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Fred Meintjes


Trade issues create challenges

Dealing with external trade factors will be great challenge for South African grape growers this season

Trade issues create challenges

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With the new Southern African table grape season some three months away, there are clear indications that the so-called US trade wars are having an impact on normal trading patterns. This, and tough seasons over past two years, are causing major concern.

All things being equal, with better rains in the western part of the country, dams are fuller than last year. It is a cold winter and that generally results in better crops.

The South African table grape industry is in a rapid phase of growth and it has the potential to deliver a crop of around 70m cartons this season. If this happens, it will be around 10m cartons more than last year. Growers will need a good season to set them on an upward curve again.

Reality, however, tells us that the experiences of the past seasons will not simply go away because of a better crop. Cash-flow will be tight, and the early-season UK and European markets are likely to have major implications for the industry.

The reason for this is that South Africa still markets around 76 per cent of its total export volume of table grapes in Europe and the UK.

Last season, exporters faced a scenario that they had no control over. The effect of Trump's trade wars with China, and other countries, left huge volumes of Californian grapes in US cold rooms at the end of their season. These grapes had to be sold locally and this removed any early season prospects for Peruvian grapes and other South American suppliers in the US.

These grapes mostly ended up in the UK and Europe, and the inevitable pressure on returns followed.

As we approach the new season, the question is what will happen this year. It is the kind of scenario from which no grape grower in Southern Africa and South America can benefit.

A further 10 per cent of trade tariffs has been announced by the Trump administration on Chinese goods. The Chinese are retaliating and this is likely to add to instability.

At this stage it is doubtful whether this season will offer better export prospects for Californian grape growers, and Peruvian growers may well decide to test the waters elsewhere again.

South African growers across the industry say they battled through last season, some more heavily than others. Those directly in the firing line were growers in the early regions, as well as those in Namibia.

So far, the South African export industry has stayed on the sidelines as far as the other threat is concerned, namely Brexit, which is now set for end of October. Deal or no-deal, as the new British prime-minister promised, Britain will leave the EU on 31 October. This will be at the start of the South African stonefruit and table grape season, as well as the time the country starts shipping its berries and cherries.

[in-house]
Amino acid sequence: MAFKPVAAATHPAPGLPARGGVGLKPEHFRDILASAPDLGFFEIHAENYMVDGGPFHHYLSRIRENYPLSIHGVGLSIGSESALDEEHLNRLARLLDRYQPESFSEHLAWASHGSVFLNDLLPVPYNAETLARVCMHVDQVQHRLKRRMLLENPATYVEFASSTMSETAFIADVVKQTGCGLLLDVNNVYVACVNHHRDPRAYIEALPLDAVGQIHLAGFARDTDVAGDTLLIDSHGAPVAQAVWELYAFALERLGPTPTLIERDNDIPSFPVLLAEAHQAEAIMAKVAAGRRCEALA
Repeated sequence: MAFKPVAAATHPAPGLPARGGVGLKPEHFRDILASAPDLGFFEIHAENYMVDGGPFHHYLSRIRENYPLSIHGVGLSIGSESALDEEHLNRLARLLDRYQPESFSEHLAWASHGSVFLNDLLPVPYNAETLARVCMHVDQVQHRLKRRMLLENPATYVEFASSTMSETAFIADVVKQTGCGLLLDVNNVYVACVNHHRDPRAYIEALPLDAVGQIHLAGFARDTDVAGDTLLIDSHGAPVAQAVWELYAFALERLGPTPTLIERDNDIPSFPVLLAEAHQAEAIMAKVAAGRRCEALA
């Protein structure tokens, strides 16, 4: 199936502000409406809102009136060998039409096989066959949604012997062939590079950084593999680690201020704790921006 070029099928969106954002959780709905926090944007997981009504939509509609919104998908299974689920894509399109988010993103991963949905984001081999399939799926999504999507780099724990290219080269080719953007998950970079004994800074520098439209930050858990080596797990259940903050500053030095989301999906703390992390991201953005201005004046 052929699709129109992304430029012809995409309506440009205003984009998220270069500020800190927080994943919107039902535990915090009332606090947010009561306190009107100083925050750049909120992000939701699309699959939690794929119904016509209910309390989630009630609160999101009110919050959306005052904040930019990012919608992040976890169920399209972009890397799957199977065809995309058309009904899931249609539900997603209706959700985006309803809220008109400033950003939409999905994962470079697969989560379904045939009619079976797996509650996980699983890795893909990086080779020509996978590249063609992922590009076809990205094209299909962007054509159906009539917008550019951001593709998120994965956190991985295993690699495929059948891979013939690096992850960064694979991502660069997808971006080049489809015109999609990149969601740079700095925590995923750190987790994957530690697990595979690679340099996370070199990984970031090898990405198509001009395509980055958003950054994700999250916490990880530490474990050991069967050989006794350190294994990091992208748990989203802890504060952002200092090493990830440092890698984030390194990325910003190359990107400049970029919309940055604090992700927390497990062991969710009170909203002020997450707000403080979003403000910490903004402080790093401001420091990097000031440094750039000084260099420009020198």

South Africans hope that there will be a deal, and that there will be a smooth transition which will not affect their shipments.

Across the industry there are few who, at this stage, clearly want to venture an opinion of what they will face if there is a no-deal exit. Those who do have an opinion, say that perhaps both Britain and the EU, specifically under pressure of the southern European countries who have huge trade with the UK, will realise that it is in everyone’s interest to find a deal. In this respect they say they hope the ‘Boris factor’ surprises everyone.

Then, there are questions inside South Africa to answer.

Infrastructure across the country may not be able to cope with the rapid increases in exports of a number of fruit categories in the medium term. A declining economy and political instability, with all the uncertainty it brings, does nothing to support a stable fruit export trade.

The fallout of last season is not behind us yet and will undoubtedly result in further developments as we move forward. Growing table grapes is a long-term business and decisions on what to plant, how much to plant and how to manage these investments over 15 to 20 years are taken with the best information and forecasting.

The question is how growers who perhaps over-committed themselves will deal with the situation.

This is not unique to the table grape sector – all the South African export categories have to deal with these scenarios.

While in terms of table grapes, Europe and the UK will remain very important for the success of the South African industry, it is reasonable to expect a much more aggressive move by the country into eastern markets this year. They look to bring more stability to their business and overcome the setbacks of the immediate past two seasons.

It is true to say that South African growers, and growers in other countries, will face uncertain times as long as political agendas continue to disrupt trade.

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